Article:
I make a sandwich at home almost every day. But until today, I never thought about that sandwich’s carbon footprint as I was squirting the mustard or slicing the cheese. A new study out of the U.K. changed all that, and has me patting myself on the back for my relatively low-carbon meal.
Researchers at the University of Manchester analyzed 40 different sandwich varieties—homemade and prepackaged—to get an inside look at the popular lunch option’s climate impact. In considering everything from ingredients to packaging, they found that a triple-decker BLT is the best thing you can eat for the environment.
What they actually found was that making your own sandwich at home can reduce carbon emissions by up to half, compared with similar ready-made options. This is in large part due to the greenhouse gases emitted via packaging, transporting, and refrigerating prepared sandwiches in shops and supermarkets. Keeping sandwiches cool can account for up to a quarter of their carbon footprint.
“Once prepared, ready-made sandwiches need to be kept in a cold chain up to the retail stage; this requirement is not necessary for sandwiches prepared at home and consumed on the day,” states the study.
The authors also found that supply chain food losses result in about 20 percent more ingredients being required for retail sandwiches compared with homemade ones. And conservative use-by dates can add to the wastefulness.
Adisa Azapagic, co-author of the study, said in a statement that “we need to change the labeling of food to increase the use-by date as these are usually quite conservative. Commercial sandwiches undergo rigorous shelf-life testing and are normally safe for consumption beyond the use-by date stated on the label.”
Keep in mind the study looked at sandwiches that are U.K. favorites, which to many of us PB&J-loving Americans sound like things you’d eat on a dare rather than a daily basis. In total, the researchers looked at 24 different ready-made sandwiches with an average of four ingredients each, all but two of which included mayonnaise. The top ten worst carbon offenders include prawn and mayonnaise, ham salad, and sausage and brown sauce.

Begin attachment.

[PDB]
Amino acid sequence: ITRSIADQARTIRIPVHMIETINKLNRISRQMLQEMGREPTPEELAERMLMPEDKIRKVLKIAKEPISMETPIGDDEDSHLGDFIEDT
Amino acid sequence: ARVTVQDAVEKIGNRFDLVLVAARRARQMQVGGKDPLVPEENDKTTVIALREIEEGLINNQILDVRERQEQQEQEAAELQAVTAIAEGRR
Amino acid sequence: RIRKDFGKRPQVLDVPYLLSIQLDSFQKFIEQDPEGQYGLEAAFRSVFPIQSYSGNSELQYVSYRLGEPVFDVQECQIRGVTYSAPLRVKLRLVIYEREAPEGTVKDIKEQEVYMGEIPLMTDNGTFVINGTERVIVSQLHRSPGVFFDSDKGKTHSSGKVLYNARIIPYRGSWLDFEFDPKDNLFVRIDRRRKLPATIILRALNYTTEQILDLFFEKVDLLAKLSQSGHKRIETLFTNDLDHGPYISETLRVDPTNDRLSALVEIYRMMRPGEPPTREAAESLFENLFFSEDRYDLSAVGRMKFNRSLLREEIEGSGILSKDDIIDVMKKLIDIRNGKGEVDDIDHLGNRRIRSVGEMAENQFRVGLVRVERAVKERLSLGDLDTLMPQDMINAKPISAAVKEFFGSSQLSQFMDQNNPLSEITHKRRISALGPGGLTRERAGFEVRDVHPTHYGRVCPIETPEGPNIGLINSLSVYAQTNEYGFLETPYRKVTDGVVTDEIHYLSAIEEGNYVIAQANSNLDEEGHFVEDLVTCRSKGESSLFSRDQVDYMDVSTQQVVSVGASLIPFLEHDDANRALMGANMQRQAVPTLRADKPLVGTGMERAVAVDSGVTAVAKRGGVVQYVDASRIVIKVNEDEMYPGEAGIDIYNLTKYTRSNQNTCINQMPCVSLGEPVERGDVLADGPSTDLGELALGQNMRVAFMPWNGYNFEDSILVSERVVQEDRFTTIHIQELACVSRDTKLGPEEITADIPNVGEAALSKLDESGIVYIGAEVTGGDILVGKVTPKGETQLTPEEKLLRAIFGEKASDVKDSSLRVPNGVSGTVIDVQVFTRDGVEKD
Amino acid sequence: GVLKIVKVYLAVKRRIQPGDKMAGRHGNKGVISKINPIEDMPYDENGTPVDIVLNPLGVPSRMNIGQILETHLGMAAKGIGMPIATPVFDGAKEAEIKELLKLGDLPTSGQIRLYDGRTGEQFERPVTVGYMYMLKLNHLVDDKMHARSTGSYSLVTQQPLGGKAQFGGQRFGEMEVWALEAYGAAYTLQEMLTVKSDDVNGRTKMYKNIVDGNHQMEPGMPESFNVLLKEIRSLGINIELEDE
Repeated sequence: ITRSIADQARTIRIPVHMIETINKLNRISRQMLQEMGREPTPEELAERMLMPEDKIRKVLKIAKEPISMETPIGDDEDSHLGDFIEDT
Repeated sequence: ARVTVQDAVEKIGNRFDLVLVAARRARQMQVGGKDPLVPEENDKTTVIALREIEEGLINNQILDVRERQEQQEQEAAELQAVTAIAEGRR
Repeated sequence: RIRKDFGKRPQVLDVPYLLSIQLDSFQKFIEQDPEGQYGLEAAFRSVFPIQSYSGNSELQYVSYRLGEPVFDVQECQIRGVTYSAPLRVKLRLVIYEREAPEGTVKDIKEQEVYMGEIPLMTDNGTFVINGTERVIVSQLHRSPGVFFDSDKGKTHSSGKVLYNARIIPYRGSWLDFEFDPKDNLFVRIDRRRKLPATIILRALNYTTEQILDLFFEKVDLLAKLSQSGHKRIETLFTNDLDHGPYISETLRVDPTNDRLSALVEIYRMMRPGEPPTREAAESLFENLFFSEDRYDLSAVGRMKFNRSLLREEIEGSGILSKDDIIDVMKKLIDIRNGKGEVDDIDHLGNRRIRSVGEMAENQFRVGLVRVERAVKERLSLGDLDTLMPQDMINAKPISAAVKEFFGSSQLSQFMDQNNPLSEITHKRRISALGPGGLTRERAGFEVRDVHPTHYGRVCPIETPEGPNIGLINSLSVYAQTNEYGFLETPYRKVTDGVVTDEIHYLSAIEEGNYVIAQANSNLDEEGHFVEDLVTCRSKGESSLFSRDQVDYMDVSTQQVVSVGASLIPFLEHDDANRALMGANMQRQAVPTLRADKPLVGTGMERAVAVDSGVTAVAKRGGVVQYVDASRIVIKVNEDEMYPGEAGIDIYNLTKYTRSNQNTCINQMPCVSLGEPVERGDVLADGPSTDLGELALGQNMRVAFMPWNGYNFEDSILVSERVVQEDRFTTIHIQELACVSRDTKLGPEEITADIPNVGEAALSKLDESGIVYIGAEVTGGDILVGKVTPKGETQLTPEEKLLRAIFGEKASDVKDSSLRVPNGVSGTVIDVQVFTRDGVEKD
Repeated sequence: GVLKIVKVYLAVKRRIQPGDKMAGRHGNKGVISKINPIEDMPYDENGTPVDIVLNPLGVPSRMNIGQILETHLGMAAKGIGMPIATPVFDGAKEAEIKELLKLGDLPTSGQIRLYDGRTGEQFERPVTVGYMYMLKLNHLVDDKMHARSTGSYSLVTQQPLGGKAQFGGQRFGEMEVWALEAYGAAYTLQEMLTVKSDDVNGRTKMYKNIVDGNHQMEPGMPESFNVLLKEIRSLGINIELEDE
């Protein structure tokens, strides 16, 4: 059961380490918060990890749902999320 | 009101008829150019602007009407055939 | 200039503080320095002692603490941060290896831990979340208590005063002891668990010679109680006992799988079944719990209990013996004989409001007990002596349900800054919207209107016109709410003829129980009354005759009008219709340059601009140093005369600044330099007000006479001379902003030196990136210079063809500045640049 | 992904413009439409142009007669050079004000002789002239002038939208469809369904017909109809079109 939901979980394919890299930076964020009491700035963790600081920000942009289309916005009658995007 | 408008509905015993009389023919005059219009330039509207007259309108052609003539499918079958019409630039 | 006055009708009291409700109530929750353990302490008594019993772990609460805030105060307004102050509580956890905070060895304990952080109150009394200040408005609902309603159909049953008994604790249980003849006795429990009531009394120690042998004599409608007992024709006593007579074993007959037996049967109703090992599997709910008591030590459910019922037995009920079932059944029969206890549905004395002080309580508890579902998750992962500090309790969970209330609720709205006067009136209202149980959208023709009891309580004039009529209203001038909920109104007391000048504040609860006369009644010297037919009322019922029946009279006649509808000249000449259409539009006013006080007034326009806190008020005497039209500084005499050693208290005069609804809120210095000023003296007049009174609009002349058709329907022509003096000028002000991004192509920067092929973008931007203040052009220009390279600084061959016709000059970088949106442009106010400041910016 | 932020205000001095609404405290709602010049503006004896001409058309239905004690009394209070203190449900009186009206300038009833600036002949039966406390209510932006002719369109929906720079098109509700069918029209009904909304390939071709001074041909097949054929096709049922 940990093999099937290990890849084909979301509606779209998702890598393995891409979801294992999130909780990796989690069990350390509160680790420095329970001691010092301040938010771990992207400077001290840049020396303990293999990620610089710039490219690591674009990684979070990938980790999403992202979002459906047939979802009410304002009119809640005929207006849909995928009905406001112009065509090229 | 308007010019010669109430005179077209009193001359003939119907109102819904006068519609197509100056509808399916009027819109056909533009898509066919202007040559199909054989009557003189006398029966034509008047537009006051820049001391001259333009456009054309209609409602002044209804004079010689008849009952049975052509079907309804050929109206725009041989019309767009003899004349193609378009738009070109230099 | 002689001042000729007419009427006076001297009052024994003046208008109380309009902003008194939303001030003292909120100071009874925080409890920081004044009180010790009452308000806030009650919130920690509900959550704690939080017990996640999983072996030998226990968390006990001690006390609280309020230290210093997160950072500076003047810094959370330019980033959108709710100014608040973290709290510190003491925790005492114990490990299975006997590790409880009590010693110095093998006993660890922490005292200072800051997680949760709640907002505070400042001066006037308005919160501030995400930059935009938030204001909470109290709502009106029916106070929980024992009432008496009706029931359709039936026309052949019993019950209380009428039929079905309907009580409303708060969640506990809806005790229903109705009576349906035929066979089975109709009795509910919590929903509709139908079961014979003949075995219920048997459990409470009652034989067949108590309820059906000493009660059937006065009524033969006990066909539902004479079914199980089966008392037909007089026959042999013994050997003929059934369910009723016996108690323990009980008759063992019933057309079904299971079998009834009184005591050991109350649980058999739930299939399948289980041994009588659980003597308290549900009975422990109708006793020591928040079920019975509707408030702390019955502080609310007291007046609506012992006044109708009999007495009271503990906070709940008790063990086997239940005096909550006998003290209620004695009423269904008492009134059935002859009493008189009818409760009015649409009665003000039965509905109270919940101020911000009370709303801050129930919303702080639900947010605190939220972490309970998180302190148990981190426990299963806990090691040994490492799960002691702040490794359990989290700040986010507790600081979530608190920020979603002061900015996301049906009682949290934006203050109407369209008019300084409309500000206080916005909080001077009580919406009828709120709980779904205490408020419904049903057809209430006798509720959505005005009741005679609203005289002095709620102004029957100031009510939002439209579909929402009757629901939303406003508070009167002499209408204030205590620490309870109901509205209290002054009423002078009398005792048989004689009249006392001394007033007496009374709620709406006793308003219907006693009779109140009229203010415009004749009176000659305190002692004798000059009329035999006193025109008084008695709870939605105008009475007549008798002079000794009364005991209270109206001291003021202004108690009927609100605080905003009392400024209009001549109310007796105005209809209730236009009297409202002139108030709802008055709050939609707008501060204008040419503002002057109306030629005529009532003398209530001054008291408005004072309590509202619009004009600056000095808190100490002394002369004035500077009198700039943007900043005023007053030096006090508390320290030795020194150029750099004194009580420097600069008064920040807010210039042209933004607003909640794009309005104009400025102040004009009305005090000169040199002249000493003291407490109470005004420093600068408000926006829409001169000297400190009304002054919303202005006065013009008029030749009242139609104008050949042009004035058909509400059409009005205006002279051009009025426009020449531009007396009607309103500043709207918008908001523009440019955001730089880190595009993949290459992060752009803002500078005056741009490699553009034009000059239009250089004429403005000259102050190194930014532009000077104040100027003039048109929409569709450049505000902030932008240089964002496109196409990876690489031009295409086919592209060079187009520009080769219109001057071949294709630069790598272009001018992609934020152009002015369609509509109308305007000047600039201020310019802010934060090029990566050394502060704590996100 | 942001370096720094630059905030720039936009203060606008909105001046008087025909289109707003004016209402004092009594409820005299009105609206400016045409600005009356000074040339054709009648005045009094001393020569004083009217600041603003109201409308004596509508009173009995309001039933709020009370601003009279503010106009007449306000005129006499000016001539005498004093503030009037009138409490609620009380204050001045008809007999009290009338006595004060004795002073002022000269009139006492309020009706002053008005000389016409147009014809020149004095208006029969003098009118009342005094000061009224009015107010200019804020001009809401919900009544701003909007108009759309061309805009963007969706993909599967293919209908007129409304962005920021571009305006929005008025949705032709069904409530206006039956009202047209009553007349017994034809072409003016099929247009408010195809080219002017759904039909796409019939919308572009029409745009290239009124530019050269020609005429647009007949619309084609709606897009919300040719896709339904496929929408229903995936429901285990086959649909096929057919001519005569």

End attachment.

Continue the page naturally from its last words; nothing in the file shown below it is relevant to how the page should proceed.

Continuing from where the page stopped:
Only three prepared sandwiches—egg mayonnaise and cress, tuna and sweetcorn, and chicken and sweetcorn (this was a very British study)—approached the lower-carbon footprint of the homemade option.
That homemade option was actually just 16 variations of ham and cheese sandwiches to help establish a baseline for the various store-bought varieties. The researchers did this because the study would’ve otherwise involved too many assumptions about the variety of homemade sandwiches people create. “Whereas commercial recipes are standardized, consistency in homemade recipes for sandwiches cannot be assumed to be the norm,” they write.
There were a number of other limiting factors to the study—and that’s not even taking into account the differences in sandwich habits and ingredient sourcing between Americans and Brits. The authors assumed that commercial sandwiches are prepared fresh on a daily basis and delivered under refrigerated conditions directly from the manufacturer to the retail outlets on the same day. That seems like a stretch.
Overall, the study found that the 11.5 billion sandwiches eaten each year in the U.K. produce the same greenhouse gas emissions as 8.6 million cars, with one sandwich producing, on average, the carbon dioxide emissions equivalent of 12 miles of driving.
For those of you really taking this information to heart, there are some personal actions available to you. The study suggests avoiding sandwich ingredients with high carbon footprints, such as lettuce, tomatoes, cheese, and meat. Maybe it’s time to jump on the toast trend after all?
The authors think that the carbon footprint of readymade sandwiches could be reduced by half, with the greatest room for improvement coming from reducing packaging and other waste, “however, these are most difficult to realize as they involve changing consumer behavior.”
Now I’ll go back to eating my sandwich.